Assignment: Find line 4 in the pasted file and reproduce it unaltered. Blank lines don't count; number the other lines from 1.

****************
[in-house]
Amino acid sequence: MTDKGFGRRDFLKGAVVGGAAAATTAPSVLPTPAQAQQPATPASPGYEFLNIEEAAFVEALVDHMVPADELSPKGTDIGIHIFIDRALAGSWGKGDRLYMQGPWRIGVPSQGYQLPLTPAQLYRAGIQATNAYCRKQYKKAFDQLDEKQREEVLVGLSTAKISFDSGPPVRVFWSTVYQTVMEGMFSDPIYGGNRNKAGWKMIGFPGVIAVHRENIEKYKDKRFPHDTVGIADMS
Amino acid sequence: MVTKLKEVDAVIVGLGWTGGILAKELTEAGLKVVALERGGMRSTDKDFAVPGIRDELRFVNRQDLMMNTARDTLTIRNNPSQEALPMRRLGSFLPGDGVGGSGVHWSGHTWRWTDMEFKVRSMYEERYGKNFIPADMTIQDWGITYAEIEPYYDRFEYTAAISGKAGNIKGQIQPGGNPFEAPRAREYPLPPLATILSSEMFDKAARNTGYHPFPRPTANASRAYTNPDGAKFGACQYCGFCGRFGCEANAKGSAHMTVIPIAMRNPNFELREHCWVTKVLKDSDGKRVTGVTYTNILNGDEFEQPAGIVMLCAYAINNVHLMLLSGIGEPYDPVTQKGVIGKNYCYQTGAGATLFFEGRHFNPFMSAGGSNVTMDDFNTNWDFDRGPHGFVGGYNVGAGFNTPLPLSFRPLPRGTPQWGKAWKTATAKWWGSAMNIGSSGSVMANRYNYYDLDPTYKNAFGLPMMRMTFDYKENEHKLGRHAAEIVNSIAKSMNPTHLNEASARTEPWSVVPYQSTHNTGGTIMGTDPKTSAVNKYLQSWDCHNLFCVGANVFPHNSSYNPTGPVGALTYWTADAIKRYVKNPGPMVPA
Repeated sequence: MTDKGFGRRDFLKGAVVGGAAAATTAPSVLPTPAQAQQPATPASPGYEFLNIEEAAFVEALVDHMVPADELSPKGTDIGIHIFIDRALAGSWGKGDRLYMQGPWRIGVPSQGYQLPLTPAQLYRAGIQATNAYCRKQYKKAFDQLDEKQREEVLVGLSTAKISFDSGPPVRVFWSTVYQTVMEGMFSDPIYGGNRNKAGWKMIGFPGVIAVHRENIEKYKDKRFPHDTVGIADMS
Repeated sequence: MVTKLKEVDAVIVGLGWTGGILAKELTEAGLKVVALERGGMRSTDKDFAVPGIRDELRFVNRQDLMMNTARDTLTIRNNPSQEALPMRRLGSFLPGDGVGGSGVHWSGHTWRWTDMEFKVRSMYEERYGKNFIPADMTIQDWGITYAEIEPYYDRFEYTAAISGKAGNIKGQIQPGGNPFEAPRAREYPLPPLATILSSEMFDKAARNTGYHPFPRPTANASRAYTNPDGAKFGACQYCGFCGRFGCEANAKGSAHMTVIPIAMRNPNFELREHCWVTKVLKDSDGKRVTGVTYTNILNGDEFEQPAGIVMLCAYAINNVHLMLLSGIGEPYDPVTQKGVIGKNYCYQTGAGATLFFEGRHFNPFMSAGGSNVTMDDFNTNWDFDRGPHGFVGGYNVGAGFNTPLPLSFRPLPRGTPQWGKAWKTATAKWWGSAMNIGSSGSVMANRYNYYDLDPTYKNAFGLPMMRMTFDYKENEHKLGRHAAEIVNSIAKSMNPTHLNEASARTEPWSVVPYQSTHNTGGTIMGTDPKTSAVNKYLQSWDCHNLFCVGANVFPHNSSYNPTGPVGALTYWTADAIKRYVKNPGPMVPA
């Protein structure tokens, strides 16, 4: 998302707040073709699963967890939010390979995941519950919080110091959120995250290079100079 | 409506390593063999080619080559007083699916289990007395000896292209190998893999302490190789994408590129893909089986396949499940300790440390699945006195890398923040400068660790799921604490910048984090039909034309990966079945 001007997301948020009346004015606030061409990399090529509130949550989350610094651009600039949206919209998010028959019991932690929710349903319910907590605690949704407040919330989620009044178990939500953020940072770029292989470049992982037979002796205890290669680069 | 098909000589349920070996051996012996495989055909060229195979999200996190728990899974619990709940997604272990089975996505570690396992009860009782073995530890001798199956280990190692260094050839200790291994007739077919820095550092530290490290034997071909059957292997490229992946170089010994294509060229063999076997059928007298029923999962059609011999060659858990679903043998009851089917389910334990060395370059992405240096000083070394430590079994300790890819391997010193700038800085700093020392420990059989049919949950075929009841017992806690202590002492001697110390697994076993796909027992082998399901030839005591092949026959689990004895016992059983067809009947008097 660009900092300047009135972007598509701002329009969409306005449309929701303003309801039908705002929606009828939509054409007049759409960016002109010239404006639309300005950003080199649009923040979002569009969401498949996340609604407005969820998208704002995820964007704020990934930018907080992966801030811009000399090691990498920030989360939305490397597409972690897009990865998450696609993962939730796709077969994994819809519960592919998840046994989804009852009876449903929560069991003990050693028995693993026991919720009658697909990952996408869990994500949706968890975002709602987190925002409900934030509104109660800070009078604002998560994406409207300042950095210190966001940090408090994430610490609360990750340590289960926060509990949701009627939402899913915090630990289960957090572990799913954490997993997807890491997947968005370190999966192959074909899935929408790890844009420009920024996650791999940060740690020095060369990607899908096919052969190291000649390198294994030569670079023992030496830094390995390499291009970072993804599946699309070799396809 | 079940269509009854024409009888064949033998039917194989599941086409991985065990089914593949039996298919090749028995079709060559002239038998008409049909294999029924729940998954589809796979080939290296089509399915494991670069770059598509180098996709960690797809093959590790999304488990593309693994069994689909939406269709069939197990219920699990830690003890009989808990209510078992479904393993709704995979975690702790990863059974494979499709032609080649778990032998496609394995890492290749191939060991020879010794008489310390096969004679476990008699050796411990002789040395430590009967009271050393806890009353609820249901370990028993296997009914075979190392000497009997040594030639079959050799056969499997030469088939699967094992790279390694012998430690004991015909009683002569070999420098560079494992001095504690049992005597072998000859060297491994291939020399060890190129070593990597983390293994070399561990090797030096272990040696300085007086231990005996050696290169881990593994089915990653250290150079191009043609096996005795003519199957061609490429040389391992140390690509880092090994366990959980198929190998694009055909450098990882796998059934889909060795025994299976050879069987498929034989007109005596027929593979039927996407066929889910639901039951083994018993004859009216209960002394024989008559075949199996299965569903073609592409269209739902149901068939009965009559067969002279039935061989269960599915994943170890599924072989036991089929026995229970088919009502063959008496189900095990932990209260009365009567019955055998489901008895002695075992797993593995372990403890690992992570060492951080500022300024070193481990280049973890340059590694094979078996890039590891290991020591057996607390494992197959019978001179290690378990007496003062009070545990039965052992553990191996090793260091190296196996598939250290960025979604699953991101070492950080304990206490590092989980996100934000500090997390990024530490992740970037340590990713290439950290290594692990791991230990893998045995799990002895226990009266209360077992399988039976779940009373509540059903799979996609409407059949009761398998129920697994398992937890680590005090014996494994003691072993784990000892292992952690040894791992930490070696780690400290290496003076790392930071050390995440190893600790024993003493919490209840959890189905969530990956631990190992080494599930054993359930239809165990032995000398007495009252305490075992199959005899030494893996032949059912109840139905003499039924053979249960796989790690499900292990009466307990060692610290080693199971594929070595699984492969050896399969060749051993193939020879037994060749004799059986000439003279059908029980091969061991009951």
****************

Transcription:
Repeated sequence: MTDKGFGRRDFLKGAVVGGAAAATTAPSVLPTPAQAQQPATPASPGYEFLNIEEAAFVEALVDHMVPADELSPKGTDIGIHIFIDRALAGSWGKGDRLYMQGPWRIGVPSQGYQLPLTPAQLYRAGIQATNAYCRKQYKKAFDQLDEKQREEVLVGLSTAKISFDSGPPVRVFWSTVYQTVMEGMFSDPIYGGNRNKAGWKMIGFPGVIAVHRENIEKYKDKRFPHDTVGIADMS